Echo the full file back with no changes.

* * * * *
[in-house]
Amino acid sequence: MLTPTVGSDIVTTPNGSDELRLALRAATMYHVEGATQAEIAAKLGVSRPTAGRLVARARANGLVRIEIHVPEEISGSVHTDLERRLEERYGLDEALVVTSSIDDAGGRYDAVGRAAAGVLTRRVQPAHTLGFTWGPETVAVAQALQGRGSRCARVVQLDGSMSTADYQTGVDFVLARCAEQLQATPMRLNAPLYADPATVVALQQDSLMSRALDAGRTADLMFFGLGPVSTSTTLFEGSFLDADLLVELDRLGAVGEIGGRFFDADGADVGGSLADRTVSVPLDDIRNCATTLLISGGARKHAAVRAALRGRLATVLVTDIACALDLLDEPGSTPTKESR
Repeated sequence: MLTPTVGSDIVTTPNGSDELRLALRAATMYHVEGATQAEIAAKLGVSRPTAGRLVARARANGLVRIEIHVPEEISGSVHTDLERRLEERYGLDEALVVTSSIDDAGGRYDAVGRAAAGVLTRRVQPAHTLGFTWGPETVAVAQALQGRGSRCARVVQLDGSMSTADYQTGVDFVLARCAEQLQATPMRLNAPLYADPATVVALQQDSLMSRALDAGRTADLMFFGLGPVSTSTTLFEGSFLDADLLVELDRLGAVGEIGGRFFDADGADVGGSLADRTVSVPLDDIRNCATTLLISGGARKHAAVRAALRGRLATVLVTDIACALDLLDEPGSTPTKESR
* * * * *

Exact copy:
[in-house]
Amino acid sequence: MLTPTVGSDIVTTPNGSDELRLALRAATMYHVEGATQAEIAAKLGVSRPTAGRLVARARANGLVRIEIHVPEEISGSVHTDLERRLEERYGLDEALVVTSSIDDAGGRYDAVGRAAAGVLTRRVQPAHTLGFTWGPETVAVAQALQGRGSRCARVVQLDGSMSTADYQTGVDFVLARCAEQLQATPMRLNAPLYADPATVVALQQDSLMSRALDAGRTADLMFFGLGPVSTSTTLFEGSFLDADLLVELDRLGAVGEIGGRFFDADGADVGGSLADRTVSVPLDDIRNCATTLLISGGARKHAAVRAALRGRLATVLVTDIACALDLLDEPGSTPTKESR
Repeated sequence: MLTPTVGSDIVTTPNGSDELRLALRAATMYHVEGATQAEIAAKLGVSRPTAGRLVARARANGLVRIEIHVPEEISGSVHTDLERRLEERYGLDEALVVTSSIDDAGGRYDAVGRAAAGVLTRRVQPAHTLGFTWGPETVAVAQALQGRGSRCARVVQLDGSMSTADYQTGVDFVLARCAEQLQATPMRLNAPLYADPATVVALQQDSLMSRALDAGRTADLMFFGLGPVSTSTTLFEGSFLDADLLVELDRLGAVGEIGGRFFDADGADVGGSLADRTVSVPLDDIRNCATTLLISGGARKHAAVRAALRGRLATVLVTDIACALDLLDEPGSTPTKESR